A STORY OF THE LOVE BETWEEN FRANCE AND EGYPT
By: Dr. Ahmed Yussef
Egyptians know a lot about General Bonaparte. They know less about his successor as commander-in-chief, General Kléber, and much less about Kléber ‘s successor, General Menou, who took over as CINC after the assassination of the former. This may be explained by the fact that French historians have often underrated the military as well as the administrative capabilities of Menou, while Egyptians tend to focus on his conversion to Islam, calling himself Abdallah de Mnou, and getting married to a woman from Rosetta, where he was governor. To my mind, historians have been unfair to this great military commander.
Menou was forty-eight when the French conquered Egypt, whereas his bitter rival, the man competing with him for superiority in Egypt, General Kléber was forty-five. Though the two generals were, almost, the same age, each one of them saw Egypt from a different angle. Menou believed Egypt should have a permanent relationship to France. That is why he converted to Islam and had an Egyptian woman for a wife. In addition to this, and in spite of the fact that he became CINC of the occupation army, he was deeply concerned about the way Egyptians lived, looking all the time for solutions for their problems.
On the other hand, General Kléber believed, from the first day of the French campaign, that it was doomed to be a military failure. He wanted to take the army back to France, as soon as possible. Actually, neither of the two men expected that he would drastically change his attitude after the destruction of the French vessels in Abukir. It is true that, as a result of the defeat in Abukir, they both became detainees in Egypt. But, compared to Kléber, Menou had a higher morale and a much better way of handling the situation.
Menou was one of those who first heard about the discovery of the Rosetta Stone by French Colonel Bouchard, on July 19, 1799. He soon realized that the inscripitions on the stone held the clue to solve the mysteries of three languages and that it would lead to a better understanding of Egyptian history. The Governor of Rosetta, who had just celebrated his conversion to Islam and his marriage, had a feeling that this was a godsend to him. One of the many narratives about Menou, says the man spent a whole night contemplating the Stone. On the next day, and before giving orders for the Stone to be sent to Bonaparte and his Savants in the Egyptian Scientific Institute, in Cairo, he had the inscriptions on the Stone copied and printed. This was the first step on the long and difficult road that ended up by Champollion deciphering the hieroglyphs on the Stone.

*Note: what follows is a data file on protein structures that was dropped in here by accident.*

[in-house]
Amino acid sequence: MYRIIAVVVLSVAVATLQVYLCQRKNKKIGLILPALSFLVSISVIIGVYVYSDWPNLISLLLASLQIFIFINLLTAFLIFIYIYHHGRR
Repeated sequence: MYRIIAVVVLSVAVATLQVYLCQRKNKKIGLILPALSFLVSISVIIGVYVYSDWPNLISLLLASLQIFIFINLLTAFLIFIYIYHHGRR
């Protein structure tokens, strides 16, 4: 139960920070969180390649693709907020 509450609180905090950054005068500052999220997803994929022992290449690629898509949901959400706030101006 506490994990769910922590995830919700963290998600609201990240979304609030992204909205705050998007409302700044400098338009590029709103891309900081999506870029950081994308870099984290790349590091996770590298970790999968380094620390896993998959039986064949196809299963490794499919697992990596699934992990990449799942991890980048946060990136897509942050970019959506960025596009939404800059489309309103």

After taking over as CINC in Alexandria, Menou did his best, in spite of military pressures from outside and pressures from inside, from some of his generals, to stand up to the English onslaught. His main concern was to carry on the resistance and to find a way to save the Stone from falling into the hands of the English invaders, who would insist on getting it, if he gave in.
Later on, he would tell the English Army commanders that the Stone was a personal property that should not be considered a war spoil, as he himself bought it and paid for it with his own money, from a merchant in Rosetta. And then he would try to make them believe that the authentic Stone had been shipped away to France. But at the end, he had to give in and hand over the Stone to them and to make do with his printed copy of the hieroglyphic inscriptions. Now the Stone is a property of the English, whereas the printed copy of the inscriptions exists in the Louvre Museum.
In the light of this story, I think it is about time for France and Egypt to reappraise the role played by General Menou in history, as a man who had a dream of wedding the East to the West in a harmonious relationship, bearing in mind that, at the end of his career, and after giving up Islam and his Muslim wife, he became a ruler, in the name of Emperor Napoleon, of Venice, the city of love and dreams. Was his death in that city of romance, in 1810, a message sent by fate to us, French and Egyptians, summing up the life and history of General Menou?